BABIES in Every Public Federal Building!

BABIES in Every Public Federal Building!

Siyu Qian*

Former President Obama’s love of babies is no surprise to anyone.  A simple search on Google of “Obama with babies” reveals endless images of him holding babies (and one equally cute puppy).  His love of babies ultimately led to his signing of the conveniently named Bathrooms Accessible in Every Situation—“BABIES”—Act.  Bathrooms Accessible in Every Situation (BABIES) Act, Pub. L. No. 114-235, 130 Stat. 964 (2016).

The BABIES Act, sponsored by Rep. David Cicilline of Rhode Island, was introduced in the House of Representatives on April 29, 2016.  Caroline Bologna, Men’s Restrooms Will Now Require Baby Changing Stations. Thanks, Obama!, Huffington Post (October 12, 2016),  The bill passed both the House and Senate with bipartisan support.  H.R. 5147, 114th Cong. (2016).  The former President signed the bill after only four days of consideration, and on October 17, 2016, H.R. 5147 came into this world as BABIES Act.  Id.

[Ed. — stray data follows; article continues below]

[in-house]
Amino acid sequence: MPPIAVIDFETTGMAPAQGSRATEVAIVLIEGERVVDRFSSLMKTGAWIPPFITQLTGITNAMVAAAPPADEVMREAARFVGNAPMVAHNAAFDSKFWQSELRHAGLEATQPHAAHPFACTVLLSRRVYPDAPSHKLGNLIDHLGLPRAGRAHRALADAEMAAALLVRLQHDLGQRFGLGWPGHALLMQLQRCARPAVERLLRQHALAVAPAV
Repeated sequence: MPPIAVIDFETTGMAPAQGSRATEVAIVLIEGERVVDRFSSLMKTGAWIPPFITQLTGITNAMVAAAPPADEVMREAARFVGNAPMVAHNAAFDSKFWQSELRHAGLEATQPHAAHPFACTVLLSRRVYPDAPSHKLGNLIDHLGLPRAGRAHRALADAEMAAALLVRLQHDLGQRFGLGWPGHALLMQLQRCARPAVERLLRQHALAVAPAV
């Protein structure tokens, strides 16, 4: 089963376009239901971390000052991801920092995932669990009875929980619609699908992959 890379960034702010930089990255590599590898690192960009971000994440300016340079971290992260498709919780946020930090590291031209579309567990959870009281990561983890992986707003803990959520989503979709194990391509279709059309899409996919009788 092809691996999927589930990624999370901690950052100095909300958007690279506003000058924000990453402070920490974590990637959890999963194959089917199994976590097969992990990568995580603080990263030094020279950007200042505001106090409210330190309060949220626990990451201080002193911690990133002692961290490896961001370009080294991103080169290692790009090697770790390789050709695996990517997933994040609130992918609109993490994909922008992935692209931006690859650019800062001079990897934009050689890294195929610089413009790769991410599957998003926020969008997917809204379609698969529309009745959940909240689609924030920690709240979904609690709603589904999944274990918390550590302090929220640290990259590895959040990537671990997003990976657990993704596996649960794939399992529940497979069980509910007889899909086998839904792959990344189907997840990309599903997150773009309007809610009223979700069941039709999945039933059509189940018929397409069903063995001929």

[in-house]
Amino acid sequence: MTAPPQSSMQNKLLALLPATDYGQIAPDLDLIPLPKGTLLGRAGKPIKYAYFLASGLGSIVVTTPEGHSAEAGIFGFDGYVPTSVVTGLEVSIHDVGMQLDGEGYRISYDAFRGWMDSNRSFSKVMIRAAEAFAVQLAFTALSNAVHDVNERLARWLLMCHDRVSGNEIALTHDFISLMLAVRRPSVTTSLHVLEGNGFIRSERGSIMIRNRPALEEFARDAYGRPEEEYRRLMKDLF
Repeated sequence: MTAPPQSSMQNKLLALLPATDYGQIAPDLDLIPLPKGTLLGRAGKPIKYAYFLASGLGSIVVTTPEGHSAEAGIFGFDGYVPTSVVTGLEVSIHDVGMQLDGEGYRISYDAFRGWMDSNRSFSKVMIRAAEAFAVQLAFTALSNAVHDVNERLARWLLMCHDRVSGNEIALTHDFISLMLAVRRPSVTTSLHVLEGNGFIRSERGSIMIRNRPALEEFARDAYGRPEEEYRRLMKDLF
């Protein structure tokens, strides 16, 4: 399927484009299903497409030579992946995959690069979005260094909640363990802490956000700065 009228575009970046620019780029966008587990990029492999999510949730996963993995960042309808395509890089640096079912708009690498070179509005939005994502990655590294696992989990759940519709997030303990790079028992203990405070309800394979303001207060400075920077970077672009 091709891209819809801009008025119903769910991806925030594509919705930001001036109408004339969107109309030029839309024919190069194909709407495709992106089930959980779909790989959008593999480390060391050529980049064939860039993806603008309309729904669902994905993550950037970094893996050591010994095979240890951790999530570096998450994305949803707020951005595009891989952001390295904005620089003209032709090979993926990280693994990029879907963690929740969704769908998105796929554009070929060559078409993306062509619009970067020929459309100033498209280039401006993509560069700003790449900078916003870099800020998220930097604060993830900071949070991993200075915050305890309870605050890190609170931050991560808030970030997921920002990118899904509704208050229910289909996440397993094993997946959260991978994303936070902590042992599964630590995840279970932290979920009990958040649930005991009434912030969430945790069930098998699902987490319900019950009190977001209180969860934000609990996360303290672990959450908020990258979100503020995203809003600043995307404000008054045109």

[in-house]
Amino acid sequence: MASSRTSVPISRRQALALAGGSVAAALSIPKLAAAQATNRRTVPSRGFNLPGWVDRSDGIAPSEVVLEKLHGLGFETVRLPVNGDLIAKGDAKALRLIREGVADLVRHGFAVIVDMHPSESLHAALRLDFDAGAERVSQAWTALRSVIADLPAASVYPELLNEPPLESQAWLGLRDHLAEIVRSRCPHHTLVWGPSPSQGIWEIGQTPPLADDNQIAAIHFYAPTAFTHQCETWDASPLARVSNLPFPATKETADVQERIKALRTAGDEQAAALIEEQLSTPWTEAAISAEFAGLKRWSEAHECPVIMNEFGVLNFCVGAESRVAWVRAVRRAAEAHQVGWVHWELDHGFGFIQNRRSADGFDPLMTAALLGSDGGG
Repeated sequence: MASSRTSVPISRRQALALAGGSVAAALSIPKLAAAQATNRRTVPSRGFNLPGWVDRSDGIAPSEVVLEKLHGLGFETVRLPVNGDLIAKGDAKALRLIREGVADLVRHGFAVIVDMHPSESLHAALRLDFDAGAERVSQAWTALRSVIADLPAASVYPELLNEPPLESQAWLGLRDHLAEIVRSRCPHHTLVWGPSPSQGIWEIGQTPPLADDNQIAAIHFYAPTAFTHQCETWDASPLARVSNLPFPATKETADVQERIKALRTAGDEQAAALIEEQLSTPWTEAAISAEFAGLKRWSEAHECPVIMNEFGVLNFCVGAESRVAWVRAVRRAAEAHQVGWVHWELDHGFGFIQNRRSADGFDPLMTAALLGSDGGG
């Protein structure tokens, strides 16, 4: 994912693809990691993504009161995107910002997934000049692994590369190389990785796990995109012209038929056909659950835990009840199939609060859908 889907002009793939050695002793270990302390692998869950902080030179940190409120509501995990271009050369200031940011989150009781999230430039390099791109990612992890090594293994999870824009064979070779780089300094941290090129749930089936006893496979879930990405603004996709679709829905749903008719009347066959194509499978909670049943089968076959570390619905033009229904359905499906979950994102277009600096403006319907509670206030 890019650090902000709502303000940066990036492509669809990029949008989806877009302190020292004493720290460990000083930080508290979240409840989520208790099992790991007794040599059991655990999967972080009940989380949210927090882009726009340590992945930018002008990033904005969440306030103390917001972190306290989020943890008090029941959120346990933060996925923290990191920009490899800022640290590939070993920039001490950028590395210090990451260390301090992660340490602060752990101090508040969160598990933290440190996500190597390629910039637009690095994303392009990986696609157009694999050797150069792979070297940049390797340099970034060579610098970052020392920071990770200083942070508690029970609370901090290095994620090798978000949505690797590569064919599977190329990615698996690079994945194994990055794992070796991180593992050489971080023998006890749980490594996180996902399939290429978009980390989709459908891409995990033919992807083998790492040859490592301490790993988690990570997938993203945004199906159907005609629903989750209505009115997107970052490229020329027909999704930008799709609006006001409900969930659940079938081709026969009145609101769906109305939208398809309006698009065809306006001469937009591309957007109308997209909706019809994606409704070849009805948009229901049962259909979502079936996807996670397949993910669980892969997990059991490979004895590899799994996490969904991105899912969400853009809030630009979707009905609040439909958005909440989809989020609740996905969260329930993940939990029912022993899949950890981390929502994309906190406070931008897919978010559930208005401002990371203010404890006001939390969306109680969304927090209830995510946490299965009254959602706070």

The BABIES Act requires all public buildings constructed or acquired by the Administrator of General Services to be equipped with baby changing facilities on every floor.  See BABIES Act, Pub. L. 114-235, § 2, 130 Stat. 964 (2016).  The Act does not differentiate between the requirements for men and women’s restrooms.  Id.  The Act does exclude certain restrooms from having changing facilities.  Id.  The BABIES Act will only apply to bathrooms for public use.  Id.  If a building is public, but the bathroom is not, there is no requirement for a baby changing facility in that bathroom.  Id.  The changing facility will not be required where there is “clear and conspicuous signage indicating where a restroom with a baby changing table is located on the same floor of such public building.”  Id.  The Act does not define “clear and conspicuous.”  See id.  If problems do arise, it could be with whether a sign qualifies as “clear and conspicuous.”  Other exceptions include when the cost of installing a baby changing facility is unreasonable or when the building is not subject to alterations.  Id.